Wednesday, July 14, 2010

American companies starve people for profit

For most of the 20th century, DeBeers -- a company founded in South Africa by Europeans milking the benefits of colonialism -- controlled almost all of the world's diamond market and used it to great advantage. Diamonds aren't actually that rare, but by hording and locking up vast quantities, DeBeers realized that it was easy to keep the price artificially high. Once they were able to create the idea that diamonds are a symbol of love and that a man must present one to his future bride, billions of dollars began to pour in. "A diamond is forever," was a phrase cooked up by a marketing firm hired by DeBeers, and it was voted the best advertising slogan of the last century.

Wheat, on first glance, doesn't seem to have much in common with diamonds. The staple grain is grown by farmers around the world, and bread, in various forms, is basic of sustenance for people everywhere. One Wall Street firm apparently saw some similarities between the two. In a stunning article in this month's Harper's magazine titled "The Food Bubble," Frederick Kaufman writes about investment bank Goldman Sachs entrance into the grain futures market and how that led, in 2008, to huge price increases, food riots in more than 30 countries and tens of millions of starving people.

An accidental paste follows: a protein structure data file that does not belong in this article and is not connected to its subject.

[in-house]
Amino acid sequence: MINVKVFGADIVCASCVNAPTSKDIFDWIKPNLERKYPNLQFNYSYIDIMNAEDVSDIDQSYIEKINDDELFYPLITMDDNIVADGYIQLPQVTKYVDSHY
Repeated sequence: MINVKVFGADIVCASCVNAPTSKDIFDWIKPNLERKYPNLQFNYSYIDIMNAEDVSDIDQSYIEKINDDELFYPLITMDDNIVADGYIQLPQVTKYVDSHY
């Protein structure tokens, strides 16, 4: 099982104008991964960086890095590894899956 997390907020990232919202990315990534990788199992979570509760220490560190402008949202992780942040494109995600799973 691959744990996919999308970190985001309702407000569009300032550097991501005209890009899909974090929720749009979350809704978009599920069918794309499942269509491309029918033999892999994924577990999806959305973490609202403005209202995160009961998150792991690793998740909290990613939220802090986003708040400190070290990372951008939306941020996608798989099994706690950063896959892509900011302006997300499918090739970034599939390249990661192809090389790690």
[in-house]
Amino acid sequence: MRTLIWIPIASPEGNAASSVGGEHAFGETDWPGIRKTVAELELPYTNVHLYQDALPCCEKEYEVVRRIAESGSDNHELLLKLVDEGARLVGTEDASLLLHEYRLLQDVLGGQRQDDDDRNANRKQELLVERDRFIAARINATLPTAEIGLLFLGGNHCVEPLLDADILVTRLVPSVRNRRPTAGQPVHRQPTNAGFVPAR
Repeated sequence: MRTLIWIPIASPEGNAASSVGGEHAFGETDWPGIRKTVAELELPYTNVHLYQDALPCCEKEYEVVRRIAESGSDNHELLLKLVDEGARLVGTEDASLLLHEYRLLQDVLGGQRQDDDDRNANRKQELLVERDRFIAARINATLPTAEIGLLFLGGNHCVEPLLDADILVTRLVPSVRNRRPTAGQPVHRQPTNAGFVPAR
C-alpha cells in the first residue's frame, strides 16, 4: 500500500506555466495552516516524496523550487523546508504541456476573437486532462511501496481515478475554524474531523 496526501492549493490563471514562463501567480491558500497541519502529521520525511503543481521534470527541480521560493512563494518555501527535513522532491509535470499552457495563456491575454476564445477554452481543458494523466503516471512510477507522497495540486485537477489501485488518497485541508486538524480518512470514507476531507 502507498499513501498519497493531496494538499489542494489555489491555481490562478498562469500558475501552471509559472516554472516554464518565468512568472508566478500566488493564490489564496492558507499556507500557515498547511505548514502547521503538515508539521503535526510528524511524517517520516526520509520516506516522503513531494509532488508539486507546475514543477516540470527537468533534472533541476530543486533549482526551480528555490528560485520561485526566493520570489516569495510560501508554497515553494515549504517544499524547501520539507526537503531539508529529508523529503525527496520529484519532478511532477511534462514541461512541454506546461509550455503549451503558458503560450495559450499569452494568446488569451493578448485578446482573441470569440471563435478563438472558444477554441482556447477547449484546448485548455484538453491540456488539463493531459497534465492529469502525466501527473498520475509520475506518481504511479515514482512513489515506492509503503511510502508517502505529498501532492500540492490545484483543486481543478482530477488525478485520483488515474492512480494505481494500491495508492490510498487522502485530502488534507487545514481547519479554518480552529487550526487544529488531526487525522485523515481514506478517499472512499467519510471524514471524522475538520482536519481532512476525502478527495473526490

The irony is that, according to the story, "The wheat harvest of 2008 turned out to be the most bountiful the world has ever seen..." The bubble eventually burst, but not before Goldman made millions of dollars on the misery of desperate people around the world, and the price of wheat has never come back down to pre-bubble levels.

Diamonds are a luxury item, but people cannot survive without food, yet Goldman and other banks and investment companies are now buying and selling commodities futures to make themselves richer with no regard for the consequences to real people. I've often thought it outrageous that some people own vast swaths of land and multiple houses while others are homeless or live in shacks, but the manipulation of food prices for profit is even more clearly evil and should be unacceptable to everyone. However, it's happening right now -- in the name of free-market capitalism.

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